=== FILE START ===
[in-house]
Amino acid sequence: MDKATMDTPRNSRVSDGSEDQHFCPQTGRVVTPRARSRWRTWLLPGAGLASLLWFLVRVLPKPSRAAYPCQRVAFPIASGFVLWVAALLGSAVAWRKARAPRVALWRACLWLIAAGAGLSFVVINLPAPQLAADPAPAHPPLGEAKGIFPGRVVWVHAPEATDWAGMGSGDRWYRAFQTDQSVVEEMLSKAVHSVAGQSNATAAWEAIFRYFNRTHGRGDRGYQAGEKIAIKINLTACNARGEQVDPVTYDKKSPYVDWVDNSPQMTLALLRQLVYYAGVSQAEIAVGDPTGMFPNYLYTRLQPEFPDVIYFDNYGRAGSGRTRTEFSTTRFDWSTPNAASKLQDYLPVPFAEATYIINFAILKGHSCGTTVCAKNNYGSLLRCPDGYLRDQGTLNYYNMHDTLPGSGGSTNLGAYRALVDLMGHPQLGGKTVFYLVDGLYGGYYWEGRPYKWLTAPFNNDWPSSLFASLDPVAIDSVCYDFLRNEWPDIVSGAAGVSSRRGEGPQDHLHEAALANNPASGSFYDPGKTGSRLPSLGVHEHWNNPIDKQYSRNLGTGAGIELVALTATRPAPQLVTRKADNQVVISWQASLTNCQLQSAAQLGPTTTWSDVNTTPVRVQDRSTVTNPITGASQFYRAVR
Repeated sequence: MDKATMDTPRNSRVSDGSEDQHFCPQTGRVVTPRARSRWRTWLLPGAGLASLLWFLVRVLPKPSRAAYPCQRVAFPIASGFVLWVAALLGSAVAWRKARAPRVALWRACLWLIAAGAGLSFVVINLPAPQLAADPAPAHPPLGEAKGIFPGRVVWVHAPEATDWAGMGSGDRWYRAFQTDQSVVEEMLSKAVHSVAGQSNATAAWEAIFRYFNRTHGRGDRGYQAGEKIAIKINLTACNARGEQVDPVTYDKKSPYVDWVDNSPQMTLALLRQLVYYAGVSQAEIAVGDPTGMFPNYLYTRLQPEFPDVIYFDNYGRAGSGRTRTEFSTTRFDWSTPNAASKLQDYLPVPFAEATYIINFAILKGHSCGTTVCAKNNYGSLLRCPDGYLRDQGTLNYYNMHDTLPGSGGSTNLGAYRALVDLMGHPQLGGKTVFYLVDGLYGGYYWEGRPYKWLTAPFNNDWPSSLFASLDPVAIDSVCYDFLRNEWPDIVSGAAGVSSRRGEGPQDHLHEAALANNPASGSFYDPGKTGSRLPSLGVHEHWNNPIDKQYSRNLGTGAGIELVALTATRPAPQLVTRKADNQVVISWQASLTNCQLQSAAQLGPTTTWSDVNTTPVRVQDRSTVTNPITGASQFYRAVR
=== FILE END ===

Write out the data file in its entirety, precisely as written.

[in-house]
Amino acid sequence: MDKATMDTPRNSRVSDGSEDQHFCPQTGRVVTPRARSRWRTWLLPGAGLASLLWFLVRVLPKPSRAAYPCQRVAFPIASGFVLWVAALLGSAVAWRKARAPRVALWRACLWLIAAGAGLSFVVINLPAPQLAADPAPAHPPLGEAKGIFPGRVVWVHAPEATDWAGMGSGDRWYRAFQTDQSVVEEMLSKAVHSVAGQSNATAAWEAIFRYFNRTHGRGDRGYQAGEKIAIKINLTACNARGEQVDPVTYDKKSPYVDWVDNSPQMTLALLRQLVYYAGVSQAEIAVGDPTGMFPNYLYTRLQPEFPDVIYFDNYGRAGSGRTRTEFSTTRFDWSTPNAASKLQDYLPVPFAEATYIINFAILKGHSCGTTVCAKNNYGSLLRCPDGYLRDQGTLNYYNMHDTLPGSGGSTNLGAYRALVDLMGHPQLGGKTVFYLVDGLYGGYYWEGRPYKWLTAPFNNDWPSSLFASLDPVAIDSVCYDFLRNEWPDIVSGAAGVSSRRGEGPQDHLHEAALANNPASGSFYDPGKTGSRLPSLGVHEHWNNPIDKQYSRNLGTGAGIELVALTATRPAPQLVTRKADNQVVISWQASLTNCQLQSAAQLGPTTTWSDVNTTPVRVQDRSTVTNPITGASQFYRAVR
Repeated sequence: MDKATMDTPRNSRVSDGSEDQHFCPQTGRVVTPRARSRWRTWLLPGAGLASLLWFLVRVLPKPSRAAYPCQRVAFPIASGFVLWVAALLGSAVAWRKARAPRVALWRACLWLIAAGAGLSFVVINLPAPQLAADPAPAHPPLGEAKGIFPGRVVWVHAPEATDWAGMGSGDRWYRAFQTDQSVVEEMLSKAVHSVAGQSNATAAWEAIFRYFNRTHGRGDRGYQAGEKIAIKINLTACNARGEQVDPVTYDKKSPYVDWVDNSPQMTLALLRQLVYYAGVSQAEIAVGDPTGMFPNYLYTRLQPEFPDVIYFDNYGRAGSGRTRTEFSTTRFDWSTPNAASKLQDYLPVPFAEATYIINFAILKGHSCGTTVCAKNNYGSLLRCPDGYLRDQGTLNYYNMHDTLPGSGGSTNLGAYRALVDLMGHPQLGGKTVFYLVDGLYGGYYWEGRPYKWLTAPFNNDWPSSLFASLDPVAIDSVCYDFLRNEWPDIVSGAAGVSSRRGEGPQDHLHEAALANNPASGSFYDPGKTGSRLPSLGVHEHWNNPIDKQYSRNLGTGAGIELVALTATRPAPQLVTRKADNQVVISWQASLTNCQLQSAAQLGPTTTWSDVNTTPVRVQDRSTVTNPITGASQFYRAVR